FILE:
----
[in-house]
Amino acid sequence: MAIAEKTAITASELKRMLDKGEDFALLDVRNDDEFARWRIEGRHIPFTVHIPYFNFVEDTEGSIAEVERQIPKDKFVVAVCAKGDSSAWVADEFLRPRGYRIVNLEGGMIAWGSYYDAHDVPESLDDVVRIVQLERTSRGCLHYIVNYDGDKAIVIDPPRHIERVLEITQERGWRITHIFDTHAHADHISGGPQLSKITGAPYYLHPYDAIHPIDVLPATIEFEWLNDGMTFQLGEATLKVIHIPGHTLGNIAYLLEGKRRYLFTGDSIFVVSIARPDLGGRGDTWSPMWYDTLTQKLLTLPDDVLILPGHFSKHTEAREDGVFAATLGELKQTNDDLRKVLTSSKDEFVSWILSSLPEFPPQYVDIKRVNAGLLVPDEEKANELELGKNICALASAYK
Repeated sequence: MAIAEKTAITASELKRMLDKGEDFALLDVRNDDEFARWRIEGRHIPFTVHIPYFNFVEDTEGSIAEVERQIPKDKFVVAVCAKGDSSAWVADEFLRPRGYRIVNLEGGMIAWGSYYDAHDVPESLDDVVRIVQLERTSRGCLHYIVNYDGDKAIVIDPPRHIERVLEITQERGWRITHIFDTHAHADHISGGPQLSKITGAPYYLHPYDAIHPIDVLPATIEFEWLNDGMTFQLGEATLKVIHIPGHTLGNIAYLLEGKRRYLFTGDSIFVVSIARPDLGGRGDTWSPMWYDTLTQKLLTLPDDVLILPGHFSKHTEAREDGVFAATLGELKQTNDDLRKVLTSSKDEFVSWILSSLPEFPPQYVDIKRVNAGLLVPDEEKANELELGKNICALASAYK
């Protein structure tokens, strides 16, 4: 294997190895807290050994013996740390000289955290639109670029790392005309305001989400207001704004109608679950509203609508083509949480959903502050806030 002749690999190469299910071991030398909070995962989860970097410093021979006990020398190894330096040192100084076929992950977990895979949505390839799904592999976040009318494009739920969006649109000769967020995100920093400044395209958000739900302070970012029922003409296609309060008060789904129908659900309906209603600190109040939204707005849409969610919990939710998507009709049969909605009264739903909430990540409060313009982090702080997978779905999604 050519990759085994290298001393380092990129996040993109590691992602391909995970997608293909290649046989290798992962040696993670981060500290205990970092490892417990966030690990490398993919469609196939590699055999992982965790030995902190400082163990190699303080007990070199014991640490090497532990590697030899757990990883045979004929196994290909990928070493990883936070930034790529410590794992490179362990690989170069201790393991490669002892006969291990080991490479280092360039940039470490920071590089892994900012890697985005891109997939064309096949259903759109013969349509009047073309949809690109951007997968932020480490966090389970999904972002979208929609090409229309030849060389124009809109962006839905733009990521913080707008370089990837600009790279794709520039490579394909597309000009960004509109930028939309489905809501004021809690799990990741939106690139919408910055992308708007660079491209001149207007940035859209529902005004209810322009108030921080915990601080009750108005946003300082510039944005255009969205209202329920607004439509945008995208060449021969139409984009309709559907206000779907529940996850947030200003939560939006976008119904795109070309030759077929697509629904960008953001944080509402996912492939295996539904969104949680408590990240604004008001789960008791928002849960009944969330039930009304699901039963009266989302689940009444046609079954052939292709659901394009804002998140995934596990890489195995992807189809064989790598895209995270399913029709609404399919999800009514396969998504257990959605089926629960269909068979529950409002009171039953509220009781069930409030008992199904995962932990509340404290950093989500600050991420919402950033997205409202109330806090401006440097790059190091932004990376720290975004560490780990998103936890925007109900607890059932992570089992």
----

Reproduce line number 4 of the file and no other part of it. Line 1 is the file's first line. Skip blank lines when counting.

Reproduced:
């Protein structure tokens, strides 16, 4: 294997190895807290050994013996740390000289955290639109670029790392005309305001989400207001704004109608679950509203609508083509949480959903502050806030 002749690999190469299910071991030398909070995962989860970097410093021979006990020398190894330096040192100084076929992950977990895979949505390839799904592999976040009318494009739920969006649109000769967020995100920093400044395209958000739900302070970012029922003409296609309060008060789904129908659900309906209603600190109040939204707005849409969610919990939710998507009709049969909605009264739903909430990540409060313009982090702080997978779905999604 050519990759085994290298001393380092990129996040993109590691992602391909995970997608293909290649046989290798992962040696993670981060500290205990970092490892417990966030690990490398993919469609196939590699055999992982965790030995902190400082163990190699303080007990070199014991640490090497532990590697030899757990990883045979004929196994290909990928070493990883936070930034790529410590794992490179362990690989170069201790393991490669002892006969291990080991490479280092360039940039470490920071590089892994900012890697985005891109997939064309096949259903759109013969349509009047073309949809690109951007997968932020480490966090389970999904972002979208929609090409229309030849060389124009809109962006839905733009990521913080707008370089990837600009790279794709520039490579394909597309000009960004509109930028939309489905809501004021809690799990990741939106690139919408910055992308708007660079491209001149207007940035859209529902005004209810322009108030921080915990601080009750108005946003300082510039944005255009969205209202329920607004439509945008995208060449021969139409984009309709559907206000779907529940996850947030200003939560939006976008119904795109070309030759077929697509629904960008953001944080509402996912492939295996539904969104949680408590990240604004008001789960008791928002849960009944969330039930009304699901039963009266989302689940009444046609079954052939292709659901394009804002998140995934596990890489195995992807189809064989790598895209995270399913029709609404399919999800009514396969998504257990959605089926629960269909068979529950409002009171039953509220009781069930409030008992199904995962932990509340404290950093989500600050991420919402950033997205409202109330806090401006440097790059190091932004990376720290975004560490780990998103936890925007109900607890059932992570089992």